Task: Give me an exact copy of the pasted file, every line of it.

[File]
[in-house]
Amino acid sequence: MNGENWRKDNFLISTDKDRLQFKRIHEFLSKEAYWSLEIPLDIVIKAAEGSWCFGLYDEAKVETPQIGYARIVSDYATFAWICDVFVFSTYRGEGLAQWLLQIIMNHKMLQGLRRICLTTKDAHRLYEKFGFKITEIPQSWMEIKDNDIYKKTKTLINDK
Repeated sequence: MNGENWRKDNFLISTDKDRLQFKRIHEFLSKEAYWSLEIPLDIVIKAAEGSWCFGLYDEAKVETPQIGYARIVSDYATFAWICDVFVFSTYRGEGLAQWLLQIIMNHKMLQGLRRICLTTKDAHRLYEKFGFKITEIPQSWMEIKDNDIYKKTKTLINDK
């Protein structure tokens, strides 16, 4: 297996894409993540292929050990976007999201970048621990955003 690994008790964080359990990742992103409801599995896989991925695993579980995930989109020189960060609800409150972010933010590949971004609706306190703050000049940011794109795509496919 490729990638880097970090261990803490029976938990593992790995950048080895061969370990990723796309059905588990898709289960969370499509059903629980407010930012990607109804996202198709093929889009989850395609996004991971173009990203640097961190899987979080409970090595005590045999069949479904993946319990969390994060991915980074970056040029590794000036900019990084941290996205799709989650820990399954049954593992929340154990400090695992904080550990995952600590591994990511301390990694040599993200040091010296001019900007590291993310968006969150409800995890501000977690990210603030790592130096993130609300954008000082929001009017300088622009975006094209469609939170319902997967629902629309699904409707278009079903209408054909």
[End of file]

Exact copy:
[in-house]
Amino acid sequence: MNGENWRKDNFLISTDKDRLQFKRIHEFLSKEAYWSLEIPLDIVIKAAEGSWCFGLYDEAKVETPQIGYARIVSDYATFAWICDVFVFSTYRGEGLAQWLLQIIMNHKMLQGLRRICLTTKDAHRLYEKFGFKITEIPQSWMEIKDNDIYKKTKTLINDK
Repeated sequence: MNGENWRKDNFLISTDKDRLQFKRIHEFLSKEAYWSLEIPLDIVIKAAEGSWCFGLYDEAKVETPQIGYARIVSDYATFAWICDVFVFSTYRGEGLAQWLLQIIMNHKMLQGLRRICLTTKDAHRLYEKFGFKITEIPQSWMEIKDNDIYKKTKTLINDK
């Protein structure tokens, strides 16, 4: 297996894409993540292929050990976007999201970048621990955003 690994008790964080359990990742992103409801599995896989991925695993579980995930989109020189960060609800409150972010933010590949971004609706306190703050000049940011794109795509496919 490729990638880097970090261990803490029976938990593992790995950048080895061969370990990723796309059905588990898709289960969370499509059903629980407010930012990607109804996202198709093929889009989850395609996004991971173009990203640097961190899987979080409970090595005590045999069949479904993946319990969390994060991915980074970056040029590794000036900019990084941290996205799709989650820990399954049954593992929340154990400090695992904080550990995952600590591994990511301390990694040599993200040091010296001019900007590291993310968006969150409800995890501000977690990210603030790592130096993130609300954008000082929001009017300088622009975006094209469609939170319902997967629902629309699904409707278009079903209408054909």